WCOS concept
Image Courtesy: Niels Laute

The long-rumoured Windows Core OS (a modular version of Windows) is being prepared for “next-gen” Microsoft devices. This is what is suggested by a LinkedIn profile of a Microsoft Software Engineer, which was discovered earlier today.

“Delivering Azure-powered device management capabilities and protocols across IoT devices, next-gen WCOS devices, Windows Desktop, HoloLens and Windows Server,” reads the profile of the engineer.

Microsoft’s Windows Core OS is said to be an operating system built on the core of Windows and it will reportedly power a variety of computing devices. The next-gen devices include the Surface Hub, HoloLens and the upcoming foldable devices.

Another profile points to Windows Storage Spaces implementation on Windows Core OS which is a way to protect data from drive failures.

“Backspace internal APIs for the management of Spaces with up level metadata versions on down level versions of Windows for WCOS (Windows Core OS),” the profile reads.

WCOS (Windows Core OS) term was previously used by Microsoft in LinkedIn job postings too. More recently, multiple profiles were spotted with hints to open source components and a new Action Center in Windows Core OS.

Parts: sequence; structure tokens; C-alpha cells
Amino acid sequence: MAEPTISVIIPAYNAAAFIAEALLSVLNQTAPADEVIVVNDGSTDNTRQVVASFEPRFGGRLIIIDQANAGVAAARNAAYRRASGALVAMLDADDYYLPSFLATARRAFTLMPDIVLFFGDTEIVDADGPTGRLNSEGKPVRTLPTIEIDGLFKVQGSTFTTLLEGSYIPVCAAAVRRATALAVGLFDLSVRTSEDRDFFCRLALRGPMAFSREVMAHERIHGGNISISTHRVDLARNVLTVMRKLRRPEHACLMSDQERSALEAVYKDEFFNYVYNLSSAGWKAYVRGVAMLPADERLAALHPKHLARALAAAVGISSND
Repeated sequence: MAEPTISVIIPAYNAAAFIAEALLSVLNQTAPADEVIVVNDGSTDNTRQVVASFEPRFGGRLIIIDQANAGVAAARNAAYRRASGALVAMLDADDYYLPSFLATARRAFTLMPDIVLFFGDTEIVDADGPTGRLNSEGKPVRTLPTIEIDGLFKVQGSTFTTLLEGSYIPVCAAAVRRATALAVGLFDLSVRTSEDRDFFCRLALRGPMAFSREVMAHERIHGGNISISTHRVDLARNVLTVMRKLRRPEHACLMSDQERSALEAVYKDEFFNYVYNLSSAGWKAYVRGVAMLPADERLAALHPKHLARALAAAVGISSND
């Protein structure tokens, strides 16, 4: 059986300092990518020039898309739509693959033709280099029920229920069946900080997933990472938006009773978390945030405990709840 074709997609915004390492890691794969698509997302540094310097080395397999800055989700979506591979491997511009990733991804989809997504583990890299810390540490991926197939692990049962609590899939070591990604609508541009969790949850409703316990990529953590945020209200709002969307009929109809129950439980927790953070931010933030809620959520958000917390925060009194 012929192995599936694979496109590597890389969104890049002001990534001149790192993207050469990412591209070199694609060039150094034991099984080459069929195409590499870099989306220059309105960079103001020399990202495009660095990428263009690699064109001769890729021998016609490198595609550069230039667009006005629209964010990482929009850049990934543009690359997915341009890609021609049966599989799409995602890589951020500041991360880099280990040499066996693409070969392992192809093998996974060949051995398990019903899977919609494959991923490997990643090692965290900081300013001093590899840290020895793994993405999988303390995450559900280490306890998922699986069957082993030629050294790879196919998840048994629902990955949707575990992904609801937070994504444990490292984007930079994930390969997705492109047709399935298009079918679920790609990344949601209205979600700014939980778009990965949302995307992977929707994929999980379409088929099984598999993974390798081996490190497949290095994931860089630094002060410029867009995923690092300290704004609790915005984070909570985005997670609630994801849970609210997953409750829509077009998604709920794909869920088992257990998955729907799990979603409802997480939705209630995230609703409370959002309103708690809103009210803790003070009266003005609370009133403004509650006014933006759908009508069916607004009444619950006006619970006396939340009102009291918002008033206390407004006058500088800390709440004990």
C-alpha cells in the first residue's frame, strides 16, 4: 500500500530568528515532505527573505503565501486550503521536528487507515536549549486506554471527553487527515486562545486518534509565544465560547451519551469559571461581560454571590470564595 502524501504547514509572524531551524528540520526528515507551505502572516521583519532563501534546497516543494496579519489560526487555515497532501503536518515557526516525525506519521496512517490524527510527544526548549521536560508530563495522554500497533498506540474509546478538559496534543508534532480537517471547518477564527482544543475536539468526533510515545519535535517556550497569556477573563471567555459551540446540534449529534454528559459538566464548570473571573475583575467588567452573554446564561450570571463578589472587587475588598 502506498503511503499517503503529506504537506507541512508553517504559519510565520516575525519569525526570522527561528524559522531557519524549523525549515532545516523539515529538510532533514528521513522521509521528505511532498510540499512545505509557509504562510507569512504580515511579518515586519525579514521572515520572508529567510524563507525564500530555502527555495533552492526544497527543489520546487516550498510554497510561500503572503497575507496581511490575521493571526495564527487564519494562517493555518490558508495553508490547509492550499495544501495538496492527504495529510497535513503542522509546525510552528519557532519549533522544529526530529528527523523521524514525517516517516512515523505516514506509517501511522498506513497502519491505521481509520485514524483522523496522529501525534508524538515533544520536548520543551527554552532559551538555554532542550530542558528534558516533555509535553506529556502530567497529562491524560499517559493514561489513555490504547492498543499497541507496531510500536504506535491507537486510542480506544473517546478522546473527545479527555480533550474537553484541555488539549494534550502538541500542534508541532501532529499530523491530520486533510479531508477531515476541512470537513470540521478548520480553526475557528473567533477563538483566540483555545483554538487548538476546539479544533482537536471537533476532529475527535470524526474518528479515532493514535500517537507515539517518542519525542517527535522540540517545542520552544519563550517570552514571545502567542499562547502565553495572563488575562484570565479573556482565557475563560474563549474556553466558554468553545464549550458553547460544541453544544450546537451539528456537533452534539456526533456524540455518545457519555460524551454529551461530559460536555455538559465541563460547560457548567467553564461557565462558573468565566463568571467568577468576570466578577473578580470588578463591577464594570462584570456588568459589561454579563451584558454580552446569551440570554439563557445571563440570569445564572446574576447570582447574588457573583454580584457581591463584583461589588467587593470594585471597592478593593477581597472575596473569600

Windows Core OS or a modular OS is probably a necessary project as Windows isn’t built to run on all form factors and computing is rapidly evolving. A modern OS could offer better software updates experience, security and overall improved compatibility.

Microsoft has also been working on a big software update for the Surface Hub and it’s reportedly a part of Windows Core OS (WCOS) project. The next-gen HoloLens, which Microsoft announced at Mobile World Congress is also supposed to ship with a version of Windows Core OS.

A recent Microsoft foldable device patent

Dual screen volume setting
Image Courtesy: USPTO

In related news, Microsoft recently patented a foldable dual-screen device that would feature virtual volume mixing controls instead of physical volume rockers. In the patent application, Microsoft also noted that the device can maintain separates apps and features across both of the displays.

For example, you’ll be able to run Maps on one screen and monitor the traffic, while playing a game on the right screen.

About The Author

Mayank Parmar

Mayank Parmar is Windows Latest's owner, Editor-in-Chief and entrepreneur. Mayank has been in tech journalism for over seven years and has written on various topics, but he is mostly known for his well-researched work on Microsoft's Windows. His articles and research works have been referred to by CNN, Business Insiders, Forbes, Fortune, CBS Interactive, Microsoft and many others over the years.